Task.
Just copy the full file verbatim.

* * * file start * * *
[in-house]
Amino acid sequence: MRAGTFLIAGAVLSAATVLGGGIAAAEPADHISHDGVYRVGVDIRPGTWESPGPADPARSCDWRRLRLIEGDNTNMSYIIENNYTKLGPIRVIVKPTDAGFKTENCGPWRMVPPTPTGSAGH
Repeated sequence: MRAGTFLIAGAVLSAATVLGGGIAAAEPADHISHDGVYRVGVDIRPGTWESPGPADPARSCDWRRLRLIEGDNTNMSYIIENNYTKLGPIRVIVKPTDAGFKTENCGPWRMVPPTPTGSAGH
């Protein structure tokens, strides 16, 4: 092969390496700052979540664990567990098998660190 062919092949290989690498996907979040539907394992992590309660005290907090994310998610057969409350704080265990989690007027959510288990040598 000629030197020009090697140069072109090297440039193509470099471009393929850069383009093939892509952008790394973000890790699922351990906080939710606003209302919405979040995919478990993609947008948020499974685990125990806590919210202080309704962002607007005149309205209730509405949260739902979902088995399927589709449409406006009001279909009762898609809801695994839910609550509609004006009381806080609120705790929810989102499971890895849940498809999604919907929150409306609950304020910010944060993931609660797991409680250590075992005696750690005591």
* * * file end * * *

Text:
[in-house]
Amino acid sequence: MRAGTFLIAGAVLSAATVLGGGIAAAEPADHISHDGVYRVGVDIRPGTWESPGPADPARSCDWRRLRLIEGDNTNMSYIIENNYTKLGPIRVIVKPTDAGFKTENCGPWRMVPPTPTGSAGH
Repeated sequence: MRAGTFLIAGAVLSAATVLGGGIAAAEPADHISHDGVYRVGVDIRPGTWESPGPADPARSCDWRRLRLIEGDNTNMSYIIENNYTKLGPIRVIVKPTDAGFKTENCGPWRMVPPTPTGSAGH
């Protein structure tokens, strides 16, 4: 092969390496700052979540664990567990098998660190 062919092949290989690498996907979040539907394992992590309660005290907090994310998610057969409350704080265990989690007027959510288990040598 000629030197020009090697140069072109090297440039193509470099471009393929850069383009093939892509952008790394973000890790699922351990906080939710606003209302919405979040995919478990993609947008948020499974685990125990806590919210202080309704962002607007005149309205209730509405949260739902979902088995399927589709449409406006009001279909009762898609809801695994839910609550509609004006009381806080609120705790929810989102499971890895849940498809999604919907929150409306609950304020910010944060993931609660797991409680250590075992005696750690005591």